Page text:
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Report from La Casa de Paso at the Tijuana Border • June 2023

I’ve been thinking a lot about the idea of kinship lately. Here are some recent examples.

Last Sunday Lily and her daughter Paulina came to La Casa de Paso for the day. They brought a mom and her little girl with them. As Paulina explained, “They are our friends—our only friends at the shelter.” How nice that they invited them to a day away from the noisy, overcrowded shelter, although it is slowly emptying as many asylum seekers get dates to cross on the app.

The best news is that they will cross on Friday! Paulina said they are so nervous. How could they NOT be? Imagine waiting so long, hoping you have all the necessary papers, handing them to the border official, and praying that everything goes well and you are allowed to enter the U.S. New worries about what happens after that will creep in soon enough.

Lucia and her two children crossed a little over a year ago. We all piled on a bed at La Casa the night before to watch a Disney movie and eat popcorn to help everyone relax. The kids were ecstatic, but Lucia stared into the distance, her face etched with worry about what the next day would bring. Now, a year later, she and the kids are doing so well! She lives about two hours from where Lily and Paulina will be, so I gave Lily her phone number so they can connect.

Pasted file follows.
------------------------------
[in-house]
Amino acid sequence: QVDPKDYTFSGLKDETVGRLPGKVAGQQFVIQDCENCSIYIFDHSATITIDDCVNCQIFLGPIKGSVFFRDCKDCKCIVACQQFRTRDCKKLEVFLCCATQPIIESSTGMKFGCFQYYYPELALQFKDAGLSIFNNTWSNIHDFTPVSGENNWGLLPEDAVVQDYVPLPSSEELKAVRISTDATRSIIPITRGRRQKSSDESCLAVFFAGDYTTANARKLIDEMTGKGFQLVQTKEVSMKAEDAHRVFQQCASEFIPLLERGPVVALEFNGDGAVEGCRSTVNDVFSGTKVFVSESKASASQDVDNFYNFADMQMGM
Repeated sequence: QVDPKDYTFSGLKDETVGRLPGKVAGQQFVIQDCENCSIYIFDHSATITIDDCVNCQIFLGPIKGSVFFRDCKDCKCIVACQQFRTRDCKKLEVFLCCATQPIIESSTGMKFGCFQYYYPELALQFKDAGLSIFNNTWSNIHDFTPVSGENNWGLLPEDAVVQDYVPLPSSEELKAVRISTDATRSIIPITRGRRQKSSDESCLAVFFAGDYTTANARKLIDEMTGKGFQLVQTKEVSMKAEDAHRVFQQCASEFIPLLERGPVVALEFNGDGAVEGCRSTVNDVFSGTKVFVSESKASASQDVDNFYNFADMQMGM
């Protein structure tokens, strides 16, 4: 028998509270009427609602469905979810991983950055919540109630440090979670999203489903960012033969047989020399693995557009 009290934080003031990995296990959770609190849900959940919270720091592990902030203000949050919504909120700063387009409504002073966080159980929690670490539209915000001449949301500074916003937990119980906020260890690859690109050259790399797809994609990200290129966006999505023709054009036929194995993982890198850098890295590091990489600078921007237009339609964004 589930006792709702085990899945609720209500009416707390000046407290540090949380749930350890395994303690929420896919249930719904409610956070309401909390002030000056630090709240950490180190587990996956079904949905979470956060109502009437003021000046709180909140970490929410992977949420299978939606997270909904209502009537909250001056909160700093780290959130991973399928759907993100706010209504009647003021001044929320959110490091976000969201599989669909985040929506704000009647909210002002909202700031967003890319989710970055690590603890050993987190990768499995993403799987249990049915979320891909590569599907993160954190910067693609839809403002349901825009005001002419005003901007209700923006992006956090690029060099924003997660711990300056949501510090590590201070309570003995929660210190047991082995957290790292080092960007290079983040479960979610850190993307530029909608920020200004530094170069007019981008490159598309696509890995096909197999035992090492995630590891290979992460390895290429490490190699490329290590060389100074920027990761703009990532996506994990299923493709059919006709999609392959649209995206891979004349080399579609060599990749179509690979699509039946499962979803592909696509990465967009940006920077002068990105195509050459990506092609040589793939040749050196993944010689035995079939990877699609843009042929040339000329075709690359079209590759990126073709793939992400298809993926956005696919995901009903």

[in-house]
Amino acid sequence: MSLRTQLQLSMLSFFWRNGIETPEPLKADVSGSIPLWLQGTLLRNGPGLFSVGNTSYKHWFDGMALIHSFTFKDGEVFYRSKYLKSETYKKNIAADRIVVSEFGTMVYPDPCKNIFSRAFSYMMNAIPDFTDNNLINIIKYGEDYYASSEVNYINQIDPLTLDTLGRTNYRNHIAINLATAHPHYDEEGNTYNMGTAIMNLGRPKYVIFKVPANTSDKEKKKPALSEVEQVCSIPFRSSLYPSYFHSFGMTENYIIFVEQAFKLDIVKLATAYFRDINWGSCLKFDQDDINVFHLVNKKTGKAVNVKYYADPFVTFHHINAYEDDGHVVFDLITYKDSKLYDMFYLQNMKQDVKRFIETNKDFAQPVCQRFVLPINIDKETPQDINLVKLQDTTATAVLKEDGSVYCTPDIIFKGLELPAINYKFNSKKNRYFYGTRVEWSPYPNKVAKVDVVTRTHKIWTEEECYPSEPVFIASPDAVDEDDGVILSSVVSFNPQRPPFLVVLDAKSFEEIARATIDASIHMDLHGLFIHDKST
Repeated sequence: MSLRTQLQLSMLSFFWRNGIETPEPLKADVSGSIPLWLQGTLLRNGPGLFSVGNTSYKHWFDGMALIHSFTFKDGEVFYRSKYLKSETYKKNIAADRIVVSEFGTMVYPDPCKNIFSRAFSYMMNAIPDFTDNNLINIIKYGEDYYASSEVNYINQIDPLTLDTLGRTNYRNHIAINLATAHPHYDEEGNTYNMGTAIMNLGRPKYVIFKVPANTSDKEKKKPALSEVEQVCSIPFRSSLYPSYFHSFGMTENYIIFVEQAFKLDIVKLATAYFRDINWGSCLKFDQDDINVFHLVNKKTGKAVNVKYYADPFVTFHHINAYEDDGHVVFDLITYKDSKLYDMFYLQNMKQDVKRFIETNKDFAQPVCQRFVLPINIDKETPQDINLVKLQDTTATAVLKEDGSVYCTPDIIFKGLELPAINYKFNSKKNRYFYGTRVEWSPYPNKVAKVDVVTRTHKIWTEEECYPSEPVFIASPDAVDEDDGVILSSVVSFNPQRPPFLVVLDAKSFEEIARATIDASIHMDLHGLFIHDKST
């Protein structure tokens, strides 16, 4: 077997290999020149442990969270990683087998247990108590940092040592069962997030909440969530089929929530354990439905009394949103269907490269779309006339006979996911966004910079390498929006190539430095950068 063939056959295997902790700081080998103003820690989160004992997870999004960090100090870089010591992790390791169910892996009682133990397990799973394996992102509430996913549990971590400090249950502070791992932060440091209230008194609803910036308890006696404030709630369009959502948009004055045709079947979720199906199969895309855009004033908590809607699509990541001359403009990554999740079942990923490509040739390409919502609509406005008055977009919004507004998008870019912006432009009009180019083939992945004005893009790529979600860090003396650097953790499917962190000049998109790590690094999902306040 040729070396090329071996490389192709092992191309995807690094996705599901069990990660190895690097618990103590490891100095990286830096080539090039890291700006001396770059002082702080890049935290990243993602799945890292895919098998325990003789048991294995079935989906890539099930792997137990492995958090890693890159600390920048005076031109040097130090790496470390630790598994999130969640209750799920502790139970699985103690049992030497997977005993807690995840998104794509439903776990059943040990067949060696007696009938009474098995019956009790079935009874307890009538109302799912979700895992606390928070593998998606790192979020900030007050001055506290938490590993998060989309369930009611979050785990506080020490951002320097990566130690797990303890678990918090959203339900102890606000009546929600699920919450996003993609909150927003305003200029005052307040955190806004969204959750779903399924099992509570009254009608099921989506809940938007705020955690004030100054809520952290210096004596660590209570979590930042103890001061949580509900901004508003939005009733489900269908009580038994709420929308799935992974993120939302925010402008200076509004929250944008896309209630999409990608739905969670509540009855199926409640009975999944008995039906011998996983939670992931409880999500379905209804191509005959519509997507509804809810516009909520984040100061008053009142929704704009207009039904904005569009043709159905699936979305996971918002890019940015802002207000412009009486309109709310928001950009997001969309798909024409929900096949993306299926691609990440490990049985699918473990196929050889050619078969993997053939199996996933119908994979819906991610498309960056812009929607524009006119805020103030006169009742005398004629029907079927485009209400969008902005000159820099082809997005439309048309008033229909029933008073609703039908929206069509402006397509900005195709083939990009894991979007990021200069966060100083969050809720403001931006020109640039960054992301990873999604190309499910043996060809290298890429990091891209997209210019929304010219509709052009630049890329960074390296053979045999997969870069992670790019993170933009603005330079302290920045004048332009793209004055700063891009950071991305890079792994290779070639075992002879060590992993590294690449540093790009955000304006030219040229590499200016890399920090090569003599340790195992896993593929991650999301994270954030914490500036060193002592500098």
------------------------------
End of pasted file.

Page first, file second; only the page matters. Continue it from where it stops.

But back to yesterday! It was Paulina’s 17th birthday! How great that they were at La Casa to celebrate! Javier asked the moms if they wanted to make pozole, which takes work but often is made for special occasions. They said yes, so Javier went to buy everything. While the women cooked, Javier took Paulina to the bakery to pick out a birthday cake. He bought big 1 and 7 candles and asked the baker to write Happy 17th Birthday Paulina! on the cake. He said it was a beautiful, happy day for everyone.

Yesterday 20-year-old Karina and her older sister Nancy arrived back at La Casa de Paso. (Karina lived elsewhere in Mexico but returned to Guerrero to rescue Nancy after learning she was being sexually abused by her caregivers.) They will stay at La Casa until they cross in two days and head to family in the Midwest. Javier will make sure Karina has all the information she needs when they cross. Lily and Paulina will be at La Casa the day before they cross.


I spoke with Karina this morning—they crossed with no problem yesterday! Their papers, ID, and the sponsor’s name on their application were checked, and they were assigned a March 2026 court date at their destination. Then they got COVID tests and were taken to a hotel in San Diego to await the results. Tomorrow they will be on their way to their mom’s house, who must be overjoyed that this day has finally come. And (as I keep updating) … Karina and Nancy arrived safely in the Midwest, and Lily and Paulina crossed as scheduled on Friday, have a court date for this September, and are safely at their family’s house in CA!

So, back to kinship. I latched onto the word in reading Gregory Boyle’s books, and it fits perfectly. Javier and I no longer experience what we do as “us” helping “them.” It feels like “we,” where we are all in this together. These families enrich our hearts every day. We are the privileged ones just to be with them on this part of their journey.

We tend to what is severed and we begin with belonging. We have flown too far away from each other. Make the family circle wider. Once you're done, wider still. Then you can see the frightened faces....We all belong to each other.

Gregory Boyle, The Whole Language


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